Posted by MizB at 8:31 AM
Tuesday, October 07, 2014
If you have health care coverage through Medicare, don’t forget that between October 15th and December 7th Medicare folks have to decide if we’re going to keep our current plan (different versions of straight Medicare or a Medicare Advantage plan, which operates like an HMO or PPO) or opt for a different one. If you decide to keep your plan, you don’t have to do anything. But if you want to change your plan, it has to be done by December 7th - a day that now lives in infamy for this additional reason (in addition to Pearl Harbor, young people).
This year, it’s worth noting that in many instances, what is covered and to what extent it’s covered, has changed more substantially than in previous years. That’s because very extensive budget cuts were made that we’re really going to feel in 2015 and beyond. I have the Blue Cross/Blue Shield Advantage Plan and my co-pays will increase; it seems that some of the medications I take are no longer covered; and there is now a deductible for medications as well as higher prescription costs. I’ve learned this by just quickly glancing at the phone-book-sized package of information I received from BC/BS. I haven’t even had a chance to look at the government’s phone book, “Medicare and You,” but I’m going to have to review them both very carefully and probably make a few phone calls, too.
However, I did come across two articles that nicely summarize what’s going on and can help us plow through this frustrating process: one from Fiscal Times and one in The New York Times, both of which are more than worth a click, so I urge you to click on these links and help yourself understand what’s new, ‘cause it ain’t good news. Note that both articles suggest you also visit the official Medicare site, which is a good idea, as is contacting your current plan (the stuff they send you includes a phone number). And by the way, if you haven’t yet received your “phone book” (you should have gotten it by September 30th), call your plan and request it. Ditto for the government tome.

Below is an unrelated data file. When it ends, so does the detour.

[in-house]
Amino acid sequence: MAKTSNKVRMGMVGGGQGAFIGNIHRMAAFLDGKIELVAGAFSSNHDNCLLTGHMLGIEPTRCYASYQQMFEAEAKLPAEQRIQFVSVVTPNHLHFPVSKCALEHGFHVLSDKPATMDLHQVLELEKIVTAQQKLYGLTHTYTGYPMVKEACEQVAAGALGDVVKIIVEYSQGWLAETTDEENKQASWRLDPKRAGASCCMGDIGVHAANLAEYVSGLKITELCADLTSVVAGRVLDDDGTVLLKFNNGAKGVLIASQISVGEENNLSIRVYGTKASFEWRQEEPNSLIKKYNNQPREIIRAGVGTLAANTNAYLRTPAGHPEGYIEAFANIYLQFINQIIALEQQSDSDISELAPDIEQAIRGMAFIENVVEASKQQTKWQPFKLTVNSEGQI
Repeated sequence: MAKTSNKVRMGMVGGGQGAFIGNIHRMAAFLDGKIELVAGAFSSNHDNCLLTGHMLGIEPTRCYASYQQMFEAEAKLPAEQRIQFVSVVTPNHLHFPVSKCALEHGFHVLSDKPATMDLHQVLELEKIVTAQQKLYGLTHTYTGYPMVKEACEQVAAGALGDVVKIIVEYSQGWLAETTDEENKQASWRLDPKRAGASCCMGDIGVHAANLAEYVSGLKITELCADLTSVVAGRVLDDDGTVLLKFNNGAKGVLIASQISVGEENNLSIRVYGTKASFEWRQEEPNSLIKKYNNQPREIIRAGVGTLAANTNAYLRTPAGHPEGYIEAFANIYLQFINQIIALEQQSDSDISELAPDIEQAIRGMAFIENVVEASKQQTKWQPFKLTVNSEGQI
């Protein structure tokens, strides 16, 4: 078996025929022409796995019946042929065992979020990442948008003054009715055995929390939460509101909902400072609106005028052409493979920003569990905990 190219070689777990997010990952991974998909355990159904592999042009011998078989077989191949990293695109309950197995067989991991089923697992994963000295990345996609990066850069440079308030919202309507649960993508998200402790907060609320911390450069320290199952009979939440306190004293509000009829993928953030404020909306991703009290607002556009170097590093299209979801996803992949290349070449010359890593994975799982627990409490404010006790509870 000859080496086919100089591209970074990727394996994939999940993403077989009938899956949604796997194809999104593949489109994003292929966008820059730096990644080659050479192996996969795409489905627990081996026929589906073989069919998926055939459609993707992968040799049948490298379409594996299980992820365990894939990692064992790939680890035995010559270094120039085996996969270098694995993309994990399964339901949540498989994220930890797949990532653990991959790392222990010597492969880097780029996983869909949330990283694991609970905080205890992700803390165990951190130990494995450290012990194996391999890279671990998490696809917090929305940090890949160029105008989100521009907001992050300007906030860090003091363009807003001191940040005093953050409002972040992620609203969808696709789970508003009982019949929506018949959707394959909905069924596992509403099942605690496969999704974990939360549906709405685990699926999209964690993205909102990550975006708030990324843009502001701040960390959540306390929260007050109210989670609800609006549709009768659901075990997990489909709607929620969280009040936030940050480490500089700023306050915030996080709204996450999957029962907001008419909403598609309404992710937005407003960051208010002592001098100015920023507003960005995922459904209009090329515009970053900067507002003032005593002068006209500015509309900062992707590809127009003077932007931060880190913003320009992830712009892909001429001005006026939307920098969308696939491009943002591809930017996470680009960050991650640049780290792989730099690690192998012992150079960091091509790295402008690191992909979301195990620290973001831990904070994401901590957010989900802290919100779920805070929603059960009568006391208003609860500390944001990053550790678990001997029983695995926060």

I supported the Affordable Care Act and I still do. It’s apparently doing some good for millions of Americans who had no health coverage or really bad or quite unaffordable coverage. But I haven’t forgotten that it was constructed from a very big, very sloppy law with far too much input from insurance and pharmaceutical companies. And the hateful, dysfunctional GOP forced Medicare cuts to help pay for it. After all, what else could possibly have been cut and the idea of tax reform that forces rich individuals and corporations to pay more is out of the question!
The plain fact is, all health care coverage in America is bad, primarily because health care in this country is a profit-making business. If you’re on Medicare (or anything else) and are sick or get sick or need major surgery, you’re screwed. Even if you have a Medicare Supplement Plan, you’re screwed. If you don’t have plenty of your own money to supplement your health care plan – whatever it is, including Medicare – you’re screwed. Indeed, having enormous medical bills they can’t possibly pay is now the primary reason that people go bankrupt – by the millions – and that situation is only going to get worse.
So, after you spend a cozy night by the fire with your latest Medicare information materials – and try to resist throwing them into the fire – I strongly suggest you phone or email the offices of your Senators and Congressional Representative and let them know that the Medicare budget cuts are doing you harm. I promise you that a deluge of such communications will not go unnoticed by them. You might want to do this both before and after the November election – in which I urgently hope you plan to participate.
Wake up and smell the calendar. It’s not the 20th century anymore.
Posted by MizB at 2:41 AM